Broad (load bearing?) belts for Cave/Mine Leader trips

 

Belts are not PPE kit, as such they are not tested and not rated. Hanging on just a belt is going to hurt, or worse! However they are very useful within the context of the Mine/Cave Leader. They are also really useful to be quickly converted into a improvised (emergency) harness.

During a Cave and Mine Leader training course the question was asked how strong are these belts. So we put a few around a tree, attached a load cell and rope to the belt with an oval krab and pulled like hell!

Three belts were pulled to over 3 kN and none (not even a really old belt) failed, nor showed any sign of damage.

So what does that mean; a harness is tested to hold a static load of 15kN, so these ad-hoc tests don’t come anywhere close to that! However HSE suggests (HSL/2003/09) that adult (80kg-100kg) workers at hight should not be subjected to a impact (fall into a harness) of more than 6kN (4kN for smaller bodies in the 50kg-80kg range and 8kN for larger people in the 100kg-140kg range). It would be nice to pull a selection of belts to around 6kN and hold them for at least a minute or two (the climbing harness standard is to hold them for 2mins), and check for any damage or slippage in the buckle, however this little bit of testing does give some confidence in the strength of these broad belts for use in Caves or Mines.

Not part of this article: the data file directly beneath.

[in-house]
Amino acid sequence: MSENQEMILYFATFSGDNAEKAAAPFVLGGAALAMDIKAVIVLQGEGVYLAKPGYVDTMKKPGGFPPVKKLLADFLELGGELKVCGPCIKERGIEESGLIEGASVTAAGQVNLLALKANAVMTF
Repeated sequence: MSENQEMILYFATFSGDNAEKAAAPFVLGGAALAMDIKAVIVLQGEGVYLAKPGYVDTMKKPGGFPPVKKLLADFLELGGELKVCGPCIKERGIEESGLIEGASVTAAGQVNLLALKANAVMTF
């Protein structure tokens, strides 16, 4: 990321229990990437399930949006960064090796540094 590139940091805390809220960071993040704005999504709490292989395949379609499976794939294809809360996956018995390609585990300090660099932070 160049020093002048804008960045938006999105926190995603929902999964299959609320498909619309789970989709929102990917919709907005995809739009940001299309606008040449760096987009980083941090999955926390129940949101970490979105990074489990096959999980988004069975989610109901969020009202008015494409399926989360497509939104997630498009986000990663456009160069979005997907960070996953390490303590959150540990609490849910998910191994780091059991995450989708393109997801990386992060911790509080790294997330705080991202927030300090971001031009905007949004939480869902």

Following on fro these initial tests which took place in 2014, we pulled a few more at an update workshop in April 2018. This time we went at it! We managed to get our hands on a mechanical hand winch usually used for pulling out tree roots 🙂 We fitted a belt around a tree, clipped a rope into it with a steel krab and pulled. In each case we took it up to over 10kN (at which point we got a little worried!) Both belts held although showed signs of abuse that would trigger retirement from a PPE type inspection.

Conclusion

Belts shouldn’t be subjected to anywhere near the loads we pulled them too. In reality belts are best considered as a fall prevention tool; i.e. they stop you from getting near somewhere you could fall. At times they can be used to give a little support when going up or down an awkward step, but this in situations where the consequences of that fall would not be severe (for example climbing broken or slaby ground). Understanding the limitations of the use of belts is a key judgment required of Cave and Mine Leaders.

Belts manufactured from a reputable dealer, broad enough to share the expected load around a persons body without causing them discomfort or harm are likely to be appropriate for the expected use. Users could go someway to satisfy themselves that the belts purchased are up to the task by securing them to a tree, fitting a rope to the belt and having 3 or 4 people pull on that rope (this should put around 2-2.5kN of force into the belt) then check it for slippage at the buckle or any damage/major wear. Adopting a similar inspection and retirement regime as that used for a harness would seem appropriate. Use as an improvised harness is something people will really need to consider carefully; it certainly shouldn’t be a technique people set out with the intention of doing in my mind. Ultimately though it’s down to the user (or provider) to satisfy their fit for purpose.

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